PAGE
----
We face similar threats to our prosperity. We have a shared stake in eliminating the threats of extremism and terrorism; in maritime security in our region and the security of the sea-lanes of communication. We can make common cause to promote regional peace, security and stability.
I have spoken today about many things that bring us together and that can continue to keep us together. Indeed, there is no issue that divides us at present.
We seek with Malaysia a relationship of trust, goodwill and mutual interest.
I am convinced that if this and future generations of Indians and Malaysians remain true to the ideals of those who secured our national independence and forged our new nationhood, we will continue to prosper as good neighbours. Together we can and we will contribute to the prosperity of Asia and the world.
I wish the people of Malaysia peace, prosperity and happiness."
Posted by Chen Chow at 7:30 AM
Young Corporate Malaysians 28th CEO Series of Talk
Posted by Chen Chow at 6:56 AM
Thursday, October 28, 2010
Posted by Chen Chow at 8:54 PM
Wednesday, October 27, 2010
To those aspiring to get into top universities in the world, you could check out this talk at Malaysia University of Science & Technology this Saturday, 30th October, 10am to 12:30pm.
Posted by Chen Chow at 8:53 AM
Tuesday, October 26, 2010
Got this Khazanah Global Lecture's information this morning. Thanks to Raja Noor Izzuddin for highlighting it to me earlier too.
Posted by Chen Chow at 8:42 AM
Saturday, October 23, 2010
Posted by Chen Chow at 10:36 AM
Friday, October 22, 2010
Thanks to Muhammad Hafiz for sharing this TEDxYouthKL event.
Posted by Chen Chow at 1:03 AM
Thanks to my loyal blog contributor for sharing this HBS Admissions Director Interview & MBA Admissions Coach. This could be useful to those of you who are MBA aspirants!
In the hierarchy of MBA admissions people, Deirdre "Dee" Leopold sits at the very top. As Harvard Business School's managing director of MBA admissions and financial aid, she sees more applications in a single year than any other MBA admission official in the world. The 910 members of the Class of 2012, chosen from 9,524 applicants, will get their official dean's welcome on Sept. 7th and soon after settle into their first classes in Harvard's two-year MBA program. With the exception of 2004, when 10,382 people applied to the Harvard Business School, it was the highest number of applications Leopold's office ever had to process.
The reason why Kreisberg, the self-proclaimed HBS Guru, has all these files is that he grilled more than 100 applicants to Harvard last year in mock interviews, helping candidates prepare for the real thing with the school's admissions staff. About 70% of those 100+ candidates are in this fall's entering class. Kreisberg claims he interviewed more applicants to Harvard than anyone in the admissions office of the school last year. A spokesman for Harvard disputes the claim. Asked for more comment on Kreisberg, the spokesman says, "I think we'll pass on that one."
Posted by Chen Chow at 12:54 AM
Wednesday, October 20, 2010
Date : 30.10.2010 时间: 7.30pm地点：日新怀德堂
Remark : 母校校友会邀请咱们各界校友们踊跃出席这盛大的宴会！有意出席者可向洪丽香/王孙文报名。外坡同学也欢迎你们参于。 让我们趁这宴会集一集 ，谈一谈， 千万别错过 :))
Booking can be made via：
Ms Ang Lay Heang
Weely Enterprise （BM）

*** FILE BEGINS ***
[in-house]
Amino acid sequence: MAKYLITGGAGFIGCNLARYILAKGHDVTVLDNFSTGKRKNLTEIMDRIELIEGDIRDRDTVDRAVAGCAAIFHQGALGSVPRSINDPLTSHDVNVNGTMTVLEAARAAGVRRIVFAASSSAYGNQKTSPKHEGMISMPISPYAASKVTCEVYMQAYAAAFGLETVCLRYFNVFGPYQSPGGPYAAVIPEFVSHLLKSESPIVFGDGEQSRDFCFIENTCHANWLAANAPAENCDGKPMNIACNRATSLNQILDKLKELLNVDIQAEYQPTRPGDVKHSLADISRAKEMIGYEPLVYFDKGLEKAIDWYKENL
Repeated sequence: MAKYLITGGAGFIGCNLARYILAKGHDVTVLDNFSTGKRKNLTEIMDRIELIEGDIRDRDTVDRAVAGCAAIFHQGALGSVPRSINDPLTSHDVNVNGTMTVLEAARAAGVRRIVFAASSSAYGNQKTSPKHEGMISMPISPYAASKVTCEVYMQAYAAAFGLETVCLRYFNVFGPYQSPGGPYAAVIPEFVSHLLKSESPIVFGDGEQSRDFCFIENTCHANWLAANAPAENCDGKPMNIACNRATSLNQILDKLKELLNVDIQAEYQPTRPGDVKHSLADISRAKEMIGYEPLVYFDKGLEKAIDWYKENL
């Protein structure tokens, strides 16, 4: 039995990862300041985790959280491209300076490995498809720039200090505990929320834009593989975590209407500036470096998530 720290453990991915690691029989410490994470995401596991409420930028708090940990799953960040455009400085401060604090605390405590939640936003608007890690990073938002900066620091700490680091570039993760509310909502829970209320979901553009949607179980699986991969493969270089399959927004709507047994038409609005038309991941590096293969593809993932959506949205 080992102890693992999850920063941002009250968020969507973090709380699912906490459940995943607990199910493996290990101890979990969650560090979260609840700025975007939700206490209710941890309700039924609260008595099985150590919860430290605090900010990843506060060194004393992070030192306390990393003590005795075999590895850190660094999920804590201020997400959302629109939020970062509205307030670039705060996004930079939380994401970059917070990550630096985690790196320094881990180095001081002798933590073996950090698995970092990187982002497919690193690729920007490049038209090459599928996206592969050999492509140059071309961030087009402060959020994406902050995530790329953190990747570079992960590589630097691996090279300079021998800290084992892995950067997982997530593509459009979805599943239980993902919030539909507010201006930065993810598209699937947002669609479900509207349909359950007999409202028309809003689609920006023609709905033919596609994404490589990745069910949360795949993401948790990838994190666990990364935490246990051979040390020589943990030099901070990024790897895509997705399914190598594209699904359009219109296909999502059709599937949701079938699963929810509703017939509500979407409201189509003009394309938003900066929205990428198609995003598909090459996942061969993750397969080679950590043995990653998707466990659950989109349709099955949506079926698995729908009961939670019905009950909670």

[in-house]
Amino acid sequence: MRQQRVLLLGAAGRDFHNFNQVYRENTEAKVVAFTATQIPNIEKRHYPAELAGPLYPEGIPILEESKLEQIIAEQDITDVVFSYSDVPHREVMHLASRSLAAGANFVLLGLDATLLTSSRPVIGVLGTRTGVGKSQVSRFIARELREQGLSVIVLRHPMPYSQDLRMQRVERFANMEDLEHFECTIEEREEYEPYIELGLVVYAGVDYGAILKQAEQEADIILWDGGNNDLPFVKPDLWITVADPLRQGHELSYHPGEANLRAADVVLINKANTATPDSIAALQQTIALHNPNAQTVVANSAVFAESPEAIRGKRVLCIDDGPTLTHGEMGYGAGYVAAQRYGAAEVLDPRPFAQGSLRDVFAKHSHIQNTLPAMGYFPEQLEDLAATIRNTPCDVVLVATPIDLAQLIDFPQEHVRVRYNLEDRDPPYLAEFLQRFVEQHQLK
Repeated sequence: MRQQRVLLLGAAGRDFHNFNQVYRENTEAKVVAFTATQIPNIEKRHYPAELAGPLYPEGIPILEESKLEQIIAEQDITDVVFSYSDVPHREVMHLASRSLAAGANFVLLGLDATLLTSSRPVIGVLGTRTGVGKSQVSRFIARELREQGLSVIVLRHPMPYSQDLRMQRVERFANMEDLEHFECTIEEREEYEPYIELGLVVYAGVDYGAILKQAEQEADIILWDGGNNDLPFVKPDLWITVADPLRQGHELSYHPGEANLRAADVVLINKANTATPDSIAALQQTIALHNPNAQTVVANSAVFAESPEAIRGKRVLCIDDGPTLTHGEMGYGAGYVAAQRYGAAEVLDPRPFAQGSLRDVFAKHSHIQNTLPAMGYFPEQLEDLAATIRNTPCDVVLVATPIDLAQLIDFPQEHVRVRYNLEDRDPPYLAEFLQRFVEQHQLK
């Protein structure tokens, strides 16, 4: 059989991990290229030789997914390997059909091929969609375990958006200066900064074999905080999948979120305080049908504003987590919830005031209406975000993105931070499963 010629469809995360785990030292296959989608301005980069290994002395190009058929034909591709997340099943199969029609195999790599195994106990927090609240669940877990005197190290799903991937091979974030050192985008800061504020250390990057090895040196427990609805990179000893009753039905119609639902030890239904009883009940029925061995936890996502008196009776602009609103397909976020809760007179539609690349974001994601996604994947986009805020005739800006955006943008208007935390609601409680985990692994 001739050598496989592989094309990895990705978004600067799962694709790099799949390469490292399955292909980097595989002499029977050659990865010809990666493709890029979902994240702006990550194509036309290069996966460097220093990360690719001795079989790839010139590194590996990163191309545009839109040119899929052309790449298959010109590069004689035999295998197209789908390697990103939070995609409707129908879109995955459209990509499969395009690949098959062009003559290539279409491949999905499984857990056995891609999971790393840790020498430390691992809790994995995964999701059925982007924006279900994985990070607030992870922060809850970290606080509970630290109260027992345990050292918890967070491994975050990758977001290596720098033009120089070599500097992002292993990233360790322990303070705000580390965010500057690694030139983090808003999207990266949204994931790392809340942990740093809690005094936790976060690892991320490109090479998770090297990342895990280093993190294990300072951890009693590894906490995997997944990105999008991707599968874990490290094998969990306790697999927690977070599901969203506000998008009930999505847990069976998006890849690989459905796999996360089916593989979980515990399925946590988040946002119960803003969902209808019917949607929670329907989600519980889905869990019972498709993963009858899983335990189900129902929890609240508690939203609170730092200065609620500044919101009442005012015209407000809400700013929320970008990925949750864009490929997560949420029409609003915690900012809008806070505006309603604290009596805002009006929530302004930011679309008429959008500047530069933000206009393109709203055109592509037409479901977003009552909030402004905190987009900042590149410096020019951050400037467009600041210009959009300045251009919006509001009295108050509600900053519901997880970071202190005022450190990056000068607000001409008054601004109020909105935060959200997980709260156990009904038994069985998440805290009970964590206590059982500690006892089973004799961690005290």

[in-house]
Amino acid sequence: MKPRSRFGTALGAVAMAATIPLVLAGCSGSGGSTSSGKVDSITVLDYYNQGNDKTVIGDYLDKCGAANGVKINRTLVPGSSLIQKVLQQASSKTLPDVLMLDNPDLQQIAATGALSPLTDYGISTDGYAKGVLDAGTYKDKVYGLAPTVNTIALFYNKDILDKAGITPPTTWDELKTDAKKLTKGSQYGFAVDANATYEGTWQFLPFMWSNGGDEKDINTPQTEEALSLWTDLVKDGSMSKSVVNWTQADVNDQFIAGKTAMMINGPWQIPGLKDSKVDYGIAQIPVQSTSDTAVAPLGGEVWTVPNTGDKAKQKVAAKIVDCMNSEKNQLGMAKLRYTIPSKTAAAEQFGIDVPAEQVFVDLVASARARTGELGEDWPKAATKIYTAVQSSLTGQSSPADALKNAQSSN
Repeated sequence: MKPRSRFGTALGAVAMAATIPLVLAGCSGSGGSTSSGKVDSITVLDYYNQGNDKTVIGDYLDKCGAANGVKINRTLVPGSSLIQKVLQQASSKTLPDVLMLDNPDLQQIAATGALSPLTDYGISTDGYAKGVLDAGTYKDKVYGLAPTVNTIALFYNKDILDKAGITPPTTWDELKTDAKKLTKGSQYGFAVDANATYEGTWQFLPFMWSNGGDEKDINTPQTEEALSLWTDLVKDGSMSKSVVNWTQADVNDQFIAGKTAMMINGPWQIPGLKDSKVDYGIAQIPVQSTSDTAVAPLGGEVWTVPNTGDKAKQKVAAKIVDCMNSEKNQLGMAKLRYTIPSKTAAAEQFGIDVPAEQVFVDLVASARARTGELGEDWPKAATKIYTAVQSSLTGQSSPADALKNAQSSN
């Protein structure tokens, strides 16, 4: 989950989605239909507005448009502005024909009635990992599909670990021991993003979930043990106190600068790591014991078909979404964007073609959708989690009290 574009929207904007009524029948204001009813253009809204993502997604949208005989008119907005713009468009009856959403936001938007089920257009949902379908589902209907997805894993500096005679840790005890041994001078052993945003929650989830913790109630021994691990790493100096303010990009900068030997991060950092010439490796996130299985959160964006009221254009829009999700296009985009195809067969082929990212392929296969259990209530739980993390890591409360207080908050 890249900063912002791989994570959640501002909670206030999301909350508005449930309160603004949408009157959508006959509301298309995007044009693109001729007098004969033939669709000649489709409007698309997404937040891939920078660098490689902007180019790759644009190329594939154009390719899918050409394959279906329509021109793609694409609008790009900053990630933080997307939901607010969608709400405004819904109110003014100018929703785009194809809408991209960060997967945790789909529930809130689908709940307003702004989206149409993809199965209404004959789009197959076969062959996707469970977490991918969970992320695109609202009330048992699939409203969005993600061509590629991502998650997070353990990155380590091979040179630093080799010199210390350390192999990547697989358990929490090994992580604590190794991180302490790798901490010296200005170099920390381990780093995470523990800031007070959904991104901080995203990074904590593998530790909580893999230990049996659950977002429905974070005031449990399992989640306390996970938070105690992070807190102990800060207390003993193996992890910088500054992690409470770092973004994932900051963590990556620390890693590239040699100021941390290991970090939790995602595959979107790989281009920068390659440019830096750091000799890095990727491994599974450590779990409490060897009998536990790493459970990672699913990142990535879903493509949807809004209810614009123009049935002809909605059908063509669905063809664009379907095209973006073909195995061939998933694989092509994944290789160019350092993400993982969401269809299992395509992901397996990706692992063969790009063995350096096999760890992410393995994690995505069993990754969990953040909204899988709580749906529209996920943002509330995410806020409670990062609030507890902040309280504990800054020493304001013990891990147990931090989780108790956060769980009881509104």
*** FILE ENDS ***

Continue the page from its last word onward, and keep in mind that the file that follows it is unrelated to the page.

H/P : 012-4333 788
Posted by Chen Chow at 12:41 AM
The 27th Young Corporate Malaysians CEO Series of Talk on 27th October 2010. Details at http://www.facebook.com/event.php?eid=169239116426089
Posted by Chen Chow at 12:08 AM
1. Youth leadership program limited space - complementary.
2. A chance for your staff or children to have an international experience.
18 October 2010
The International Movement For A Just World (JUST) is organizing an Inter-Civilizational Youth Engagement Program 2010 (JUST IYEP4). From 26 - 30 November 2010 at Melaka Malaysia. This year theme is YOUTH: TOWARDS A GLOBAL CULTURE?
The Program will bring together some 50 youths between the ages of 21 and 25 of different nationalities and religions to reflect upon inter-civilizational relations in today's world, based on the growing challenges to culture and cultures in today's societies. The uniqueness of the program will be underlined by the shared spiritual and moral discourse each civilization can bring to the debate. This year, the emphasis will again be upon the young participants themselves and their ideas and visions for the future.
With this objective in mind, we are now starting our process of recruitment of participants. It would be much appreciated if you could nominate 1 or 2 candidates from among your young employees, interns or members to participate in our Program.
Who can apply?
- Young scholars, NGO workers, Peace and Human Rights activists, youth leaders, researchers, who are active in civilizational dialogue, peace studies or interfaith programs. Age 21-25.
- Preference will be shown to applicants who can demonstrate how this Program will directly benefit them, their organization or academic institution in developing dialogue programs at local, regional and/or international level.
- Proficiency in English is required. If you are accepted you will be required to participate fully in the, discussions and role plays in English.
- Please do not apply if you do not have strong English skills.
How to apply
- Send completed application form, resume/CV, essay titled, 'My cultural heritage and me' with a letter of recommendation and passport photo to:
JUST IYEP4 Secretariat
International Movement for a Just World
JKR 1258, Jalan Telok off Jalan Gasing, 46200 Petaling Jaya
Selangor D.E., MALAYSIA
Tel: 6 03 7781 2494Fax: 6 03 7781 3245
- This form may be submitted by post, or e-mail
- Applications will be acknowledged on receipt. Applicants will be notified of the outcome of selection soon after the closing date.